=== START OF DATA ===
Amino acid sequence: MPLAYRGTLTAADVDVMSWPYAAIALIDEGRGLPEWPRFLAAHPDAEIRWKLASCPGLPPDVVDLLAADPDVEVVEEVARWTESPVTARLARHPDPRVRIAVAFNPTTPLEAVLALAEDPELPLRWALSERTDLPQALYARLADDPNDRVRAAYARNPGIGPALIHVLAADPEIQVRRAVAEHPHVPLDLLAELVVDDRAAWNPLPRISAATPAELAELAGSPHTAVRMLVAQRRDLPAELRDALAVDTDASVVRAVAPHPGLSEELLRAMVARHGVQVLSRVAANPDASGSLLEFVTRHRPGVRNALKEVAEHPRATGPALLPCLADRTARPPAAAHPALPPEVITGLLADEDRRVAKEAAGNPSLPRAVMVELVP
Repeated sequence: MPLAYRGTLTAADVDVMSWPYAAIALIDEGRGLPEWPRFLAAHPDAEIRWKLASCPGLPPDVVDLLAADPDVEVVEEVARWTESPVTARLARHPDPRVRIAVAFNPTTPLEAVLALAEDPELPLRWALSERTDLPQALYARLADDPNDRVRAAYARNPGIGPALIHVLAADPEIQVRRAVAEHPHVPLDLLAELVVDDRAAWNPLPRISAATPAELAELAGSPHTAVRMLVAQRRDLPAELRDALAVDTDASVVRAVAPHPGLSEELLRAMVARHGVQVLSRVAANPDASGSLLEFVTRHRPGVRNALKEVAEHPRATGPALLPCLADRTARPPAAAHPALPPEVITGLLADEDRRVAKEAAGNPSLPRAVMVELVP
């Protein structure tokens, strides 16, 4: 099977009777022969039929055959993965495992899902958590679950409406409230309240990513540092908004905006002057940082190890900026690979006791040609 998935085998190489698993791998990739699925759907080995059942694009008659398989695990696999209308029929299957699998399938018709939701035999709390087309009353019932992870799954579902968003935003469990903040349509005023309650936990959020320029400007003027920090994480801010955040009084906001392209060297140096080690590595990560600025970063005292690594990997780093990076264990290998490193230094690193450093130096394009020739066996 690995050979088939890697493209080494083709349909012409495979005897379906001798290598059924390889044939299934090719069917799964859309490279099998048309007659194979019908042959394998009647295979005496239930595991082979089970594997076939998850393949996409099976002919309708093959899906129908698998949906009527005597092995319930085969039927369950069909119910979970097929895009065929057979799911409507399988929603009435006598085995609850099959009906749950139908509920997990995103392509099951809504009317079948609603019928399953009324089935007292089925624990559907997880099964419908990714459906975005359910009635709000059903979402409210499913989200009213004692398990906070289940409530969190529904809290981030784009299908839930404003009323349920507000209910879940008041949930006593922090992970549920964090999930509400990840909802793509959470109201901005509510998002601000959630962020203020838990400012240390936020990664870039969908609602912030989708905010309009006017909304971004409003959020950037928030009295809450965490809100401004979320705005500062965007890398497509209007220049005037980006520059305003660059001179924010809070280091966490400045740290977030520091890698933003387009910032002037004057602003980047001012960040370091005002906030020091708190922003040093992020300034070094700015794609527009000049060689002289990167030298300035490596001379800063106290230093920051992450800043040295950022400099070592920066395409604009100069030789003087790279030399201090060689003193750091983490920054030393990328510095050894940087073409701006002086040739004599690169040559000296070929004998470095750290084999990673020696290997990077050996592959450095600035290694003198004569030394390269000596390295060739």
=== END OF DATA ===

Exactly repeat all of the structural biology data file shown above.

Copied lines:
Amino acid sequence: MPLAYRGTLTAADVDVMSWPYAAIALIDEGRGLPEWPRFLAAHPDAEIRWKLASCPGLPPDVVDLLAADPDVEVVEEVARWTESPVTARLARHPDPRVRIAVAFNPTTPLEAVLALAEDPELPLRWALSERTDLPQALYARLADDPNDRVRAAYARNPGIGPALIHVLAADPEIQVRRAVAEHPHVPLDLLAELVVDDRAAWNPLPRISAATPAELAELAGSPHTAVRMLVAQRRDLPAELRDALAVDTDASVVRAVAPHPGLSEELLRAMVARHGVQVLSRVAANPDASGSLLEFVTRHRPGVRNALKEVAEHPRATGPALLPCLADRTARPPAAAHPALPPEVITGLLADEDRRVAKEAAGNPSLPRAVMVELVP
Repeated sequence: MPLAYRGTLTAADVDVMSWPYAAIALIDEGRGLPEWPRFLAAHPDAEIRWKLASCPGLPPDVVDLLAADPDVEVVEEVARWTESPVTARLARHPDPRVRIAVAFNPTTPLEAVLALAEDPELPLRWALSERTDLPQALYARLADDPNDRVRAAYARNPGIGPALIHVLAADPEIQVRRAVAEHPHVPLDLLAELVVDDRAAWNPLPRISAATPAELAELAGSPHTAVRMLVAQRRDLPAELRDALAVDTDASVVRAVAPHPGLSEELLRAMVARHGVQVLSRVAANPDASGSLLEFVTRHRPGVRNALKEVAEHPRATGPALLPCLADRTARPPAAAHPALPPEVITGLLADEDRRVAKEAAGNPSLPRAVMVELVP
């Protein structure tokens, strides 16, 4: 099977009777022969039929055959993965495992899902958590679950409406409230309240990513540092908004905006002057940082190890900026690979006791040609 998935085998190489698993791998990739699925759907080995059942694009008659398989695990696999209308029929299957699998399938018709939701035999709390087309009353019932992870799954579902968003935003469990903040349509005023309650936990959020320029400007003027920090994480801010955040009084906001392209060297140096080690590595990560600025970063005292690594990997780093990076264990290998490193230094690193450093130096394009020739066996 690995050979088939890697493209080494083709349909012409495979005897379906001798290598059924390889044939299934090719069917799964859309490279099998048309007659194979019908042959394998009647295979005496239930595991082979089970594997076939998850393949996409099976002919309708093959899906129908698998949906009527005597092995319930085969039927369950069909119910979970097929895009065929057979799911409507399988929603009435006598085995609850099959009906749950139908509920997990995103392509099951809504009317079948609603019928399953009324089935007292089925624990559907997880099964419908990714459906975005359910009635709000059903979402409210499913989200009213004692398990906070289940409530969190529904809290981030784009299908839930404003009323349920507000209910879940008041949930006593922090992970549920964090999930509400990840909802793509959470109201901005509510998002601000959630962020203020838990400012240390936020990664870039969908609602912030989708905010309009006017909304971004409003959020950037928030009295809450965490809100401004979320705005500062965007890398497509209007220049005037980006520059305003660059001179924010809070280091966490400045740290977030520091890698933003387009910032002037004057602003980047001012960040370091005002906030020091708190922003040093992020300034070094700015794609527009000049060689002289990167030298300035490596001379800063106290230093920051992450800043040295950022400099070592920066395409604009100069030789003087790279030399201090060689003193750091983490920054030393990328510095050894940087073409701006002086040739004599690169040559000296070929004998470095750290084999990673020696290997990077050996592959450095600035290694003198004569030394390269000596390295060739």